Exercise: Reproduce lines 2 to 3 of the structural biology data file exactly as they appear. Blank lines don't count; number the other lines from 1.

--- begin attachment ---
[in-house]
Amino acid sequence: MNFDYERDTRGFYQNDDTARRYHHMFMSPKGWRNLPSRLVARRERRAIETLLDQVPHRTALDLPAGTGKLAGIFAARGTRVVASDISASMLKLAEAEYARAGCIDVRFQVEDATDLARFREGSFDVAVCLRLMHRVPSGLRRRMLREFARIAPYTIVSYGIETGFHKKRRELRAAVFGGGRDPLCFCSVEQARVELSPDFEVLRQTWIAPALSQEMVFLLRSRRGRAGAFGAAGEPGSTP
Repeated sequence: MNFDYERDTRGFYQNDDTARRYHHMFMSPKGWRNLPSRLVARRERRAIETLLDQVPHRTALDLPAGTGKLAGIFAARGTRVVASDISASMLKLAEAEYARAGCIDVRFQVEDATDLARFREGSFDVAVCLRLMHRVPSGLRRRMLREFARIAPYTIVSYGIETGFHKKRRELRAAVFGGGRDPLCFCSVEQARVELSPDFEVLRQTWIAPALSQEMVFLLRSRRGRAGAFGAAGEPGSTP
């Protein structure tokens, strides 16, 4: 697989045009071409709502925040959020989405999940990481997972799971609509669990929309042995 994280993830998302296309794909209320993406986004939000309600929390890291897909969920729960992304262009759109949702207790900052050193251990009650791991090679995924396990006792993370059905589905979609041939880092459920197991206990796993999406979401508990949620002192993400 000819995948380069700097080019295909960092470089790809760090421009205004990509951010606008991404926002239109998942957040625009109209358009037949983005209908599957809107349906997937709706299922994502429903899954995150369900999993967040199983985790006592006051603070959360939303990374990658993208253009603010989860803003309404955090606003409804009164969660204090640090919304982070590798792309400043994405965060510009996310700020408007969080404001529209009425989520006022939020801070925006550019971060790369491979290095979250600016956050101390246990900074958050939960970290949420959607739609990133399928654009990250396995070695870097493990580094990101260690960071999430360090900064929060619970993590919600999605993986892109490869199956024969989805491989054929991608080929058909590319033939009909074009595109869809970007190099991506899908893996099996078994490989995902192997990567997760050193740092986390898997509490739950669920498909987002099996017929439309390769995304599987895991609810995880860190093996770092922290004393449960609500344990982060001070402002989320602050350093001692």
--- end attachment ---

Amino acid sequence: MNFDYERDTRGFYQNDDTARRYHHMFMSPKGWRNLPSRLVARRERRAIETLLDQVPHRTALDLPAGTGKLAGIFAARGTRVVASDISASMLKLAEAEYARAGCIDVRFQVEDATDLARFREGSFDVAVCLRLMHRVPSGLRRRMLREFARIAPYTIVSYGIETGFHKKRRELRAAVFGGGRDPLCFCSVEQARVELSPDFEVLRQTWIAPALSQEMVFLLRSRRGRAGAFGAAGEPGSTP
Repeated sequence: MNFDYERDTRGFYQNDDTARRYHHMFMSPKGWRNLPSRLVARRERRAIETLLDQVPHRTALDLPAGTGKLAGIFAARGTRVVASDISASMLKLAEAEYARAGCIDVRFQVEDATDLARFREGSFDVAVCLRLMHRVPSGLRRRMLREFARIAPYTIVSYGIETGFHKKRRELRAAVFGGGRDPLCFCSVEQARVELSPDFEVLRQTWIAPALSQEMVFLLRSRRGRAGAFGAAGEPGSTP